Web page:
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Wednesday, 24 April 2013

time and again

Andy Goldsworthy. Roof (detail). Stacked slate.
National Gallery of Art, Washington, D.C. 2005.
Photo by Thom Watson.

Last summer, I visited the ancient Irish sites of Knowth and Newgrange. There, the cluster of mounded “passage tombs” seemed almost like a natural part of the landscape, like they had grown there, or been put in place by once-upon-a-time geological forces. In fact they were built, stone upon stone, over 6000 years ago; built as shelters for the ashes and the souls of loved ones. As a place to belong to and a path to follow after death; both home and starting point for the journey, both resting place and threshold.  

More recently, I’ve been looking (again) at the work of Scottish artist, Andy Goldsworthy. His love for stone, his passion for the techniques and the labour that birthed the fences and the walls, the cairns and the structures of the ancients, is played out time and again in his very contemporary art; creating new poems in the ancient languages of stone.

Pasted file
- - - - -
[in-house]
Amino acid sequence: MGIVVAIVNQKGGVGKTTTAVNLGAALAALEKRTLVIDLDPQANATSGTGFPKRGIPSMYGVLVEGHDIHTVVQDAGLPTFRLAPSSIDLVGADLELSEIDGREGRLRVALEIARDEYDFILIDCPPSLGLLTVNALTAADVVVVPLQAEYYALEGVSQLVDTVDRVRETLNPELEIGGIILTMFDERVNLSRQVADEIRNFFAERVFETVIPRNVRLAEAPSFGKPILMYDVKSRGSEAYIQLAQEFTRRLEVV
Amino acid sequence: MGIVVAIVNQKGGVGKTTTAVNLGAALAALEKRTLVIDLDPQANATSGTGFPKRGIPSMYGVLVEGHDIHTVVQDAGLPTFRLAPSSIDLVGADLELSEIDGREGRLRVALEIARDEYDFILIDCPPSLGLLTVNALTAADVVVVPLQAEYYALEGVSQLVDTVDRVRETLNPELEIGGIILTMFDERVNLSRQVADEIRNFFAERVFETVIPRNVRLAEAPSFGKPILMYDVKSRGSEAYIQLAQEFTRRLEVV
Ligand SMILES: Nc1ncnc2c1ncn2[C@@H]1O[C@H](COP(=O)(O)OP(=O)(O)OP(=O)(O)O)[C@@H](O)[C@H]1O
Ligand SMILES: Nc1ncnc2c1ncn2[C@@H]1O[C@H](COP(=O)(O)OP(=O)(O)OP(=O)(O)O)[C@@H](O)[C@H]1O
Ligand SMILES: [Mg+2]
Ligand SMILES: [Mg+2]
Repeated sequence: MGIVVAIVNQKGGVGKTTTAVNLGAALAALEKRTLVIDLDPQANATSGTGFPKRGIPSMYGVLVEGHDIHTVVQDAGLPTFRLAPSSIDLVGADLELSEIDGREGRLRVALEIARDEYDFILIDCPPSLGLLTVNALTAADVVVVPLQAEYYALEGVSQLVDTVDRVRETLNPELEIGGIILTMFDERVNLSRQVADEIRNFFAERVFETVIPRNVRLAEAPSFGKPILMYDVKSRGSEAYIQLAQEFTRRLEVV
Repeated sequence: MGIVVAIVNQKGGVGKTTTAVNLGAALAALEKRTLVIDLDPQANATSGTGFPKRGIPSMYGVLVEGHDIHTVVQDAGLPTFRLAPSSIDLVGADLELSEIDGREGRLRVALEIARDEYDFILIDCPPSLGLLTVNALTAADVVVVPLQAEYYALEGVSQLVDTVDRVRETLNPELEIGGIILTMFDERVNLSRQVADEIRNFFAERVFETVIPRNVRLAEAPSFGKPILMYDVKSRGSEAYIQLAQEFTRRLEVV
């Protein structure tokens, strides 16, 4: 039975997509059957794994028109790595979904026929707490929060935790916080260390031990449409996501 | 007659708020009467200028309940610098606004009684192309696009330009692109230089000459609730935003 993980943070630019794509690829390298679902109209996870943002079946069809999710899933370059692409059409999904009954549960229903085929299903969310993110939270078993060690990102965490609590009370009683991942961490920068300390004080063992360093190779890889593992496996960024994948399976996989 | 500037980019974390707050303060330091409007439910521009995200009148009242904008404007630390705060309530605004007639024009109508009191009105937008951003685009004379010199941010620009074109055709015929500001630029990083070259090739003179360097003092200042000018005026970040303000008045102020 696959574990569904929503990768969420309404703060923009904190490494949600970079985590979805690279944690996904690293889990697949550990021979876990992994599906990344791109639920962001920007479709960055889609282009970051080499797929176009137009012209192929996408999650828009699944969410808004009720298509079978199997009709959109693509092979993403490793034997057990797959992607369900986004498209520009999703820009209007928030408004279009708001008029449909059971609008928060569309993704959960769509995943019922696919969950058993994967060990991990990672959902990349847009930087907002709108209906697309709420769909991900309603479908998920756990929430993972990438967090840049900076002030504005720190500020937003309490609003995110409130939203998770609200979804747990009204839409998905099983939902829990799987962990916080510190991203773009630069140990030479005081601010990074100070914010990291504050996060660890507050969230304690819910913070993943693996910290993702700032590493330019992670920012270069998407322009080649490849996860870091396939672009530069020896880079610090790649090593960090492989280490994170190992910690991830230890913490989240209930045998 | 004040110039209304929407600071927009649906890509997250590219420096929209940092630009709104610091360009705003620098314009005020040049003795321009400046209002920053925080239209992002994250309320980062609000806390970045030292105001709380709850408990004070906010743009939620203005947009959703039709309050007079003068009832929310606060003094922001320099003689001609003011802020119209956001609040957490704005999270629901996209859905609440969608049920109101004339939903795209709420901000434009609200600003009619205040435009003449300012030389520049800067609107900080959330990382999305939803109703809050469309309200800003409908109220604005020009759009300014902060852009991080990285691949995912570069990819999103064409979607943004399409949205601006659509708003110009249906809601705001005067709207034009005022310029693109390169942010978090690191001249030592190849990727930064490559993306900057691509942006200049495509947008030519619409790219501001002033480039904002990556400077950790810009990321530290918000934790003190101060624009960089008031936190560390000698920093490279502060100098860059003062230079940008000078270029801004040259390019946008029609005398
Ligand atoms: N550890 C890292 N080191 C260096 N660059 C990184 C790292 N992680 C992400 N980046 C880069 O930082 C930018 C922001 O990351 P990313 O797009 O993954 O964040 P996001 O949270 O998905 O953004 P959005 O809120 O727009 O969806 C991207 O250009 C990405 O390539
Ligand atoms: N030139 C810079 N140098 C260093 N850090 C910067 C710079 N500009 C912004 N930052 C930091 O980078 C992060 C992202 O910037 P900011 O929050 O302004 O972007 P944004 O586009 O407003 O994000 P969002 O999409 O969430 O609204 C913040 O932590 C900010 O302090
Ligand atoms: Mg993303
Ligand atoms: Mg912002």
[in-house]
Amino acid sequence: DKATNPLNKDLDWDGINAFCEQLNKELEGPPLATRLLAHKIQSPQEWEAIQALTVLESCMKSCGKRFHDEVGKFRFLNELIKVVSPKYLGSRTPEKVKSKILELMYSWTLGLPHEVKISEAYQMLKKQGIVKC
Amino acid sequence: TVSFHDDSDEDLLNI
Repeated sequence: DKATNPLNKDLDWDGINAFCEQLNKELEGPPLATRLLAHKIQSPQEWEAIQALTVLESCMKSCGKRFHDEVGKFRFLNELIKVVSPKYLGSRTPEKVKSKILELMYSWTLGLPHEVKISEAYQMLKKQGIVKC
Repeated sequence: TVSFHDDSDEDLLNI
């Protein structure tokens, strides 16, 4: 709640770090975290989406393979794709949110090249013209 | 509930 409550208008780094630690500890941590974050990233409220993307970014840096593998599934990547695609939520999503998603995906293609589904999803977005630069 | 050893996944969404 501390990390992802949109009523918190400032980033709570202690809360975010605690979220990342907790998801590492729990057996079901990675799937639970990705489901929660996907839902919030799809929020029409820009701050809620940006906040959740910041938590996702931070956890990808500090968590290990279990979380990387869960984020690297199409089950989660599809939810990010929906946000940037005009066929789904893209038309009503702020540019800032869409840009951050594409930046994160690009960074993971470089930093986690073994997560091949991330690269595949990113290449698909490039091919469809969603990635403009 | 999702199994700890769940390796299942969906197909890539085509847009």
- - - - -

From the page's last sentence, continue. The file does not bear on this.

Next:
Goldsworthy's 2005 work, Roof, is a cluster of corbelled vaults built out of stacked slate inside the National Gallery of Art in Washington, DC. Each is constructed in the same way as the mounds at Knowth or the tholos tombs of ancient Greece; as the trulli of the boot heel of Italy; as the arches at the Mayan site of Copan or at Angkor Thom in Cambodia; as the igloos of the Arctic. In Goldsworthy’s domes, however, a circular hole has been left at the top; an oculus, an opening, an eye. A way in or a way out. A passage.

Roof references home and shelter, but it also reprises a recurring theme in Goldsworthy’s work; that of the hole. He understands this work from the inside out, as a collection of voids: the absences that shape the presence, the emptiness that fills the spaces. As invisible and as formative as time.

“I used to say I will make no more holes,” he writes. “Now I know that I will always make them. I am drawn to them with the same urge I have to look over a cliff edge. It is possible that the last work I make will be a hole.”*

*Andy Goldsworthy, in Hand to Earth, page 24.

Andy Goldsworthy.  Roof. 2005
Newgrange, reconstructed passage tomb, County Meath, Ireland.
Constructed in approximately 4000 BCE.

Knowth. Ancient Irish passage tombs, County Meath, Ireland.
Approximately 4000 BCE.

Tomb at Knowth.

For more on Andy Goldsworthy, see this post. Or this one.

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